>> macro
>> in a ruby file like this (once Aslak implements it):
>>
>> Given "I am logged in as admin" do
>> Given "I am registered as admin, David, secret"
>> When "I log in with David, secret"
>> end
>>
>> ... you'd also be able to do it in a macro file like this (macro is
>> just a suggestion, feel free to counter):
>>
>> Macros:
>> Given: I am logged in as admin
>>   Given I am registered as admin, David, secret
>>   When I log in with David, secret
>>
>> WDYT about that? Now you could use ruby or "scenario language" to  
>> say:
>>
>> Scenario: admin can manage content
>> Given I am logged in as admin
>> Then I should see I should see a link to "Manage Content"
>>
>> Although, now that I see this, I don't like the fact that the Given
>> includes a When (an action). I think I'd rather see this expressed
>> this way:
>>
>> Macros:
>> When: I log in as admin
>>   Given I am registered as admin, David, secret
>>   When I log in with David, secret
>>
>> Scenario: admin can manage content
>> When I log in as admin
>> Then I should see I should see a link to "Manage Content"
>>
>> Then the question becomes whether the output should "explode" the
>> macro for the reader. I think it would be useful sometimes, and
>> detrimental other times.
>>
>> I guess, in the end, I might never use this feature myself, even if  
>> it
>> was added. I find the currently available tools much simpler.
>>
>> Any other thoughts on this?
>>
>> David
>>
>>
>>>
>>> Michael
>>>
>>>
>>>
>>> On Sep 25, 2008, at 8:52 AM, David Chelimsky wrote:
>>>
>>>> On Thu, Sep 25, 2008 at 9:42 AM, Michael Latta <lattam at mac.com>  
>>>> wrote:
>>>>>
>>>>> The problem I have with this reasoning is that the point of  
>>>>> plain text
>>>>> stories is to get more stakeholder involvement.  Being able to  
>>>>> express
>>>>> shared content in plain text allows the non-programmer reader to  
>>>>> verify
>>>>> more
>>>>> details (for example UI interactions within a high level  
>>>>> story).  I would
>>>>> like to be able to express the high level intent of the scenario  
>>>>> and then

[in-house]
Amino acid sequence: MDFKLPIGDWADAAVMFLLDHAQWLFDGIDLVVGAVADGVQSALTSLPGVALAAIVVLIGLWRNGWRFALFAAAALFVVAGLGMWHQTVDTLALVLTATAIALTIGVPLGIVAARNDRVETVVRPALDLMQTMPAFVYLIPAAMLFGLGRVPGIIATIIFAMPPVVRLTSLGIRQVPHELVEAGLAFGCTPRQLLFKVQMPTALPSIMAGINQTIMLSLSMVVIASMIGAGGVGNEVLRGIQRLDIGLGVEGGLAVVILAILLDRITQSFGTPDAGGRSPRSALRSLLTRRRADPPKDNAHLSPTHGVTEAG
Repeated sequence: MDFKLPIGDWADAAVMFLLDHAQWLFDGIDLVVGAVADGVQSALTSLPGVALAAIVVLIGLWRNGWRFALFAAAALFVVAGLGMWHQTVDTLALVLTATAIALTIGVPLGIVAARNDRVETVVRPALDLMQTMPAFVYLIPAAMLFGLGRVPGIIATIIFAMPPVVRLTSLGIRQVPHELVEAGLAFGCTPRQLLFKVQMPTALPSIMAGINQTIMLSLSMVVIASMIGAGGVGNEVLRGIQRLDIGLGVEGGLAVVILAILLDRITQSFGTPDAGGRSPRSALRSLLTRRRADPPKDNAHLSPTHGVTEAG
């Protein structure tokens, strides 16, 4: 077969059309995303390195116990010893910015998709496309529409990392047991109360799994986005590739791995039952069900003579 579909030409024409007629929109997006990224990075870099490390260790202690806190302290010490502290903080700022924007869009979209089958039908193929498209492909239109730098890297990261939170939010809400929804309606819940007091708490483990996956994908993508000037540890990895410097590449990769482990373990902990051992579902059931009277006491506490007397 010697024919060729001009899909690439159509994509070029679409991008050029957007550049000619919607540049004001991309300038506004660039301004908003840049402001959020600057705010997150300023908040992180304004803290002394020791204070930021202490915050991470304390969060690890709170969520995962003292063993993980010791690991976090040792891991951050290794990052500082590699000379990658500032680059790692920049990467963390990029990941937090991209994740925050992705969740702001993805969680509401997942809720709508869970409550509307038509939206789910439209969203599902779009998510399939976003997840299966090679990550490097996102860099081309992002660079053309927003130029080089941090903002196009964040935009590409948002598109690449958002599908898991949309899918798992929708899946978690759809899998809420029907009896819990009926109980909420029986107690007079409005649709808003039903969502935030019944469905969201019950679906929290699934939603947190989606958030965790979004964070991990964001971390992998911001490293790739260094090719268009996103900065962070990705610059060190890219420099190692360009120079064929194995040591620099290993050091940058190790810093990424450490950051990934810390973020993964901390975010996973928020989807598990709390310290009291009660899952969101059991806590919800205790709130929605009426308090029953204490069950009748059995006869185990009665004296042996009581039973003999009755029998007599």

>>>>> (still in readable english like text) describe the UI  
>>>>> interactions for
>>>>> each
>>>>> step, or the business logic details, or what ever should be  
>>>>> verified by
>>>>> the
>>>>> customer to be correct about the details.  Saying "you can  
>>>>> always use
>>>>> ruby"
>>>>> assumes the audience is programmers.
>>>>
>>>> I think you misunderstand what I wrote. I made no such  
>>>> assumption. I
>>>> said very specifically that this was audience dependent and that if
>>>> you're audience is customers you can look at it one way, but if  
>>>> it's
>>>> just developers you can use the Ruby tools. I can see why you  
>>>> might be
>>>> confused by "If you're a developer" rather than "if your audience  
>>>> is
>>>> all developers," but that was the intent.
>>>>
>>>> In terms of ways of sharing content, there is some interesting
>>>> discussion going on around Cucumber, which will replace Story  
>>>> Runner.
>>>> Have a look at these:
>>>>
>>>> http://blog.davidchelimsky.net/2008/9/22/cucumber
>>>> http://rspec.lighthouseapp.com/projects/16211/tickets/3
>>>>
>>>> Please feel free to join the conversation there, or on this list.
>>>>
>>>> Cheers,
>>>> David
>>>>
>>>>> In most cases this is not the case for
>>>>> several levels of detail on the kinds of projects I am working.
>>>>> Michael
>>>>>
>>>>> On Jun 24, 2008, at 2:31 PM, Rick DeNatale wrote:
>>>>>
>>>>> On Tue, Jun 24, 2008 at 3:00 PM, David Chelimsky <dchelimsky at gmail.com 
>>>>> >
>>>>> wrote:
>>>>>>
>>>>>> On Jun 24, 2008, at 1:54 PM, Yi Wen wrote:
>>>>>>
>>>>>>> In David's presentation @ RailsConf, he has this example:
>>>>>>>
>>>>>>> Story: measure progress towards registration goals
>>>>>>> As a conference organizer
>>>>>>> I want to see a report of registrations
>>>>>>> So that I can measure progress towards registration goals
>>>>>>>
>>>>>>> Scenario: one registration shows as 1%
>>>>>>> Given a goal of 200 registrations
>>>>>>> When 1 attendee registers
>>>>>>> Then the goal should be 1% achieved
>>>>>>>
>>>>>>> Scenario: one registration less than the goal shows as 99%
>>>>>>> Given a goal of 200 registrations
>>>>>>> When 199 attendees register
>>>>>>> Then the goal should be 99% achieved
>>>>>>>
>>>>>>> Notice that Given part is exactly the same for both scenarios.  
>>>>>>> Does it
>>>>>>> possible to DRY up it a little bit by putting Given up to  
>>>>>>> right after
>>>>>>> Story part? Or it is just too crazy?
>>>>>>
>>>>>> Depends on who the audience is. If you're using plain text w/  
>>>>>> customers,
>>>>>> yes it's crazy. The whole point is to keep things non- 
>>>>>> programatic.
>>>>>>
>>>>>> If you're a developer, then write the stuff in pure Ruby and  
>>>>>> you have
>>>>>> plenty of language-tools to DRY things up to your heart's  
>>>>>> content.
>>>>>
>>>>> Or leave the plain-text MOIST* and rejoice in the fact that the  
>>>>> step can
>>>>> be
>>>>> shared and therefor DRY things up.
>>>>>
>>>>> *MOIST = More Obvious In Simple Text
>>>>>
>>>>> --
>>>>> Rick DeNatale
>>>>>
>>>>> My blog on Ruby
>>>>> http://talklikeaduck.denhaven2.com/